Everything Google Just Announced Pixel 7 Pro Phone Pixel 7 Phone Pixel Watch iPhone 14 Plus Review Audible Deal Prime Day 2 Next Week Pizza Deals
Want CNET to notify you of price drops and the latest stories?
No, thank you

Apple to take fastest desktops off market

The Power Macintosh 9600/350, introduced in August, will be dropped from dealer price lists in October because of a shortage of chip supply.

Apple Computer (AAPL) will stop taking orders for its fastest 350-MHz desktop computers because the company cannot build enough of them for customers.

The Power Macintosh 9600/350, featuring the 350-MHz 604e Power PC processor, will be dropped from dealer price lists in October, according to Apple. This system was just introduced this August at Macworld Boston. The 9600s are Apple's systems targeted for use in content creation and scientific applications.

The main problem is that IBM, which makes the 350-MHz 604e, can't supply the company with enough chips to satisfy demand, according to a spokesperson for Apple. Apple will continue to build the systems to fill orders that have already been placed as parts become available. IBM could not be reached for comment by press time.

Apple says that the 9600/350 could be placed back on dealer price lists when enough processors become available.

The systems use the PowerPC 604e, which is generally regarded as the most powerful PowerPC processor, although the recently introduced PowerPC 750 processors used in Motorola's Starmax 6000 systems appeared to give the veteran 604e a run for its money. Those systems won't ship, however, because Motorola is exiting the Mac clone business. (See related story)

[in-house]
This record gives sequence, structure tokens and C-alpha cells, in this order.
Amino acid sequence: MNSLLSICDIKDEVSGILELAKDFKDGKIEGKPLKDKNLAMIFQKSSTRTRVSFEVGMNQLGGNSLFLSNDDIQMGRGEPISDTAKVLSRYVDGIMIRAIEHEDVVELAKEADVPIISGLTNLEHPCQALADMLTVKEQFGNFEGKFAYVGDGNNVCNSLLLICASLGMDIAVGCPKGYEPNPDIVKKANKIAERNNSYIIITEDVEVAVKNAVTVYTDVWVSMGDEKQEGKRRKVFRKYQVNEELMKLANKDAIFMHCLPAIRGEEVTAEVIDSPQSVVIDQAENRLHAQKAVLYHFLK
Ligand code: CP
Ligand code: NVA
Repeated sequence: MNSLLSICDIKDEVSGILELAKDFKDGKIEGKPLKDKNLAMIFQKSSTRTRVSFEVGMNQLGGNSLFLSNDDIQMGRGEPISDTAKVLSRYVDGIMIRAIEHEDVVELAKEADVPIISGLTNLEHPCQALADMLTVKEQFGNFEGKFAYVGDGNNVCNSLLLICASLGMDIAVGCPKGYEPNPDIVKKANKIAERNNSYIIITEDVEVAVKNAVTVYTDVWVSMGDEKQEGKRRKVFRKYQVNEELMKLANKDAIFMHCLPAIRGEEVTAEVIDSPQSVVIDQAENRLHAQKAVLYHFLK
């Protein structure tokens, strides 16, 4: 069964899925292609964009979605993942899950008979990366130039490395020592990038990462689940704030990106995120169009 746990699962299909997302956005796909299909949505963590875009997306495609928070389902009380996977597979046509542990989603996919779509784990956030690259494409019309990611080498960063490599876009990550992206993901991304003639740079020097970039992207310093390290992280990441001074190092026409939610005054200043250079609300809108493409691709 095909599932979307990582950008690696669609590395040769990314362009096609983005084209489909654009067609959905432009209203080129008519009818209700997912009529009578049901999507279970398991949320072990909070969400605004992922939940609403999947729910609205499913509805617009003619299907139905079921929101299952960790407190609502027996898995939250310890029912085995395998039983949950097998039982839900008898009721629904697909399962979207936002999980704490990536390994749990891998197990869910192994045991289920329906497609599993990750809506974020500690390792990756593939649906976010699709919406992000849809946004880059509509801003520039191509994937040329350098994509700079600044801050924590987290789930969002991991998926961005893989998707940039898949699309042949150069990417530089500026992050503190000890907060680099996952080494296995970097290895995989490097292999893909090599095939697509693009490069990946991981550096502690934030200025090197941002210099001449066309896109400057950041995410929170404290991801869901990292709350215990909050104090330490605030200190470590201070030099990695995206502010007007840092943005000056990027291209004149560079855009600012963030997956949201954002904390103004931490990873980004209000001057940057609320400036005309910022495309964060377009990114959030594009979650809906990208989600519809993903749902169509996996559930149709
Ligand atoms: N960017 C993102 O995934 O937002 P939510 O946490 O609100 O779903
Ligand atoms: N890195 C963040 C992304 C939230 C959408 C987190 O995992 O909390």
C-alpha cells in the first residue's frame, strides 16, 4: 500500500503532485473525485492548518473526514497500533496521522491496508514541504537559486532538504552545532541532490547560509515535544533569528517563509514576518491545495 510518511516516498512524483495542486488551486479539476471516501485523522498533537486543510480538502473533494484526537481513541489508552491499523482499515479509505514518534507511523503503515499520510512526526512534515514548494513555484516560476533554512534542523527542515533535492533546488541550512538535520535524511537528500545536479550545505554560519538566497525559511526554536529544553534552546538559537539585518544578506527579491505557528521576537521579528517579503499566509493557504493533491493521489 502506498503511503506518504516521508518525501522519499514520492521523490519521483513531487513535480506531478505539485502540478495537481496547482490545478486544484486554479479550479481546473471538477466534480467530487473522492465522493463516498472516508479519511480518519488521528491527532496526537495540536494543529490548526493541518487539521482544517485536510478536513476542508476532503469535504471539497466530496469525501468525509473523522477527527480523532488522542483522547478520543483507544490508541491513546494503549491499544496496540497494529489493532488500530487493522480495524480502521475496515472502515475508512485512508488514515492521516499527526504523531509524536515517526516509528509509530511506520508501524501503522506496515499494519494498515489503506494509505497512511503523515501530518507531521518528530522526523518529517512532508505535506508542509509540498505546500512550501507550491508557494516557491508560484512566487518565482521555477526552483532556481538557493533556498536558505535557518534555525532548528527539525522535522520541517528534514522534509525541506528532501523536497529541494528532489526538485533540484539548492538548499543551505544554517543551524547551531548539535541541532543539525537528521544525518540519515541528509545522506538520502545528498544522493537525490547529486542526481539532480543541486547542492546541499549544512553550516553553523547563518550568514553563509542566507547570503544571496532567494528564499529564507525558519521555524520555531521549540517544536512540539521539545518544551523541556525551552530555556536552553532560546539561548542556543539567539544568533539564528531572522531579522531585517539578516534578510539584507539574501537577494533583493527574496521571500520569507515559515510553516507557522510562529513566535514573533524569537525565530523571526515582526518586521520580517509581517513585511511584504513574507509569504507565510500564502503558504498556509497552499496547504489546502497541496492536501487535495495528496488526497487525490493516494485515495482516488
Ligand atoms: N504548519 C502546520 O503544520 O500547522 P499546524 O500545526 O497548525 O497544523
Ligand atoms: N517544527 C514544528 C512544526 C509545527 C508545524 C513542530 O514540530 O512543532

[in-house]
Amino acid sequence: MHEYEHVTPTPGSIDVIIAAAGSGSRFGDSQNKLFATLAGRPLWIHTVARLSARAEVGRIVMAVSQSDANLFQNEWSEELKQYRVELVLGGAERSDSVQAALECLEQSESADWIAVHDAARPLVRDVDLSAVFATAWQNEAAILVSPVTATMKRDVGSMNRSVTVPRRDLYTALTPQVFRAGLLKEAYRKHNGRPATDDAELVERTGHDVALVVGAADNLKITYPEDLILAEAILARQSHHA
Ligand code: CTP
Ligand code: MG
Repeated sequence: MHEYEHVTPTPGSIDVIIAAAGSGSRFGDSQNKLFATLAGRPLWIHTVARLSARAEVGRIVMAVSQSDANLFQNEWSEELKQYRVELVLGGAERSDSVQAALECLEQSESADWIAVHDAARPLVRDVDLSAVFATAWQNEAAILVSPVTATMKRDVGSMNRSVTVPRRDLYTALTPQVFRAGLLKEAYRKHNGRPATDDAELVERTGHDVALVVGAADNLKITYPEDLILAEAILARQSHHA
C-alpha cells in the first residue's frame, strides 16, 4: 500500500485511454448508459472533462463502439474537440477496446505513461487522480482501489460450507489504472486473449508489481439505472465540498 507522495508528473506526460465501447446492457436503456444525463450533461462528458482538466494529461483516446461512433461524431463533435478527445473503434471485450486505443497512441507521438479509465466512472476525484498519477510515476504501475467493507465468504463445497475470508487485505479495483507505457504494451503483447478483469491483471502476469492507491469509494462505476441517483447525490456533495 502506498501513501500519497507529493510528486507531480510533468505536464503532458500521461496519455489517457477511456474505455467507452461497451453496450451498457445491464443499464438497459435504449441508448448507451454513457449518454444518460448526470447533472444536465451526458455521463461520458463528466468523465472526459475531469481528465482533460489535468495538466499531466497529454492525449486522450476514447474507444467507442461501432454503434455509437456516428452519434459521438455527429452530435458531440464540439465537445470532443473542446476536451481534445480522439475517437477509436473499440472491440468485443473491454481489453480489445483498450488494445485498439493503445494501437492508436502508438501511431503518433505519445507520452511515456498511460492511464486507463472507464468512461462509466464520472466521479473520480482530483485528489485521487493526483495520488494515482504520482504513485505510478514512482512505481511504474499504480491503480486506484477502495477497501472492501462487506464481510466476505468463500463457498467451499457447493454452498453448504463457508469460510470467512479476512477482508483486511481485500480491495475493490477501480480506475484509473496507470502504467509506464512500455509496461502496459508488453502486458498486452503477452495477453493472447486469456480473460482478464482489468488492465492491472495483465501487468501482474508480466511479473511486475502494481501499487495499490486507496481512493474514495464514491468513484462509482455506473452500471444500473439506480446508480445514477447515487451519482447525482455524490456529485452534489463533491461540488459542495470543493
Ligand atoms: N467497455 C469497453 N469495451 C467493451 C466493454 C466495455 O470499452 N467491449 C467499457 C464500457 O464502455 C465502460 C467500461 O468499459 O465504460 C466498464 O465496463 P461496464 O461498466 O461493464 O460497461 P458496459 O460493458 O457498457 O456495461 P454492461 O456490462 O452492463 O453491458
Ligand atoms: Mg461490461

Some Apple resellers are afraid the move could signal a return to the days of "old Apple," when systems were released when Apple was ready to--and no sooner. While the clone vendors may have taken away hardware sales from Apple, they also forced the company to be more competitive, one Mac reseller told CNET's NEWS.COM on condition of anonymity.

However, the reseller qualified this statement, saying that often when new systems were announced, there was not enough product available to satisfy customer demand.

At the peak of the Mac clone business, Apple implemented a policy of building a 30-day supply of systems before announcing product availability in order to make sure demand for systems could be satisfied, according to industry observers.

The conundrum Apple then faced was that by waiting until it had inventory, it appeared to be behind companies like Power Computing in technological leadership because Power Computing could announce the newest, fastest systems without worrying about supplying them in a timely manner.

"Forecasting has never been Apple's forte," says Kevin Hause, an analyst with International Data Corporation.

"[Apple] has never been in a rush to bring out new systems because in many cases they couldn't get it out in volumes people would expect, so rather than create issue of demand they can't meet, they would just wait a couple of months, whereas Power would announce as soon as a few were available. Resellers don't take well to that because customers don't buy the slower systems that are available," Hause says.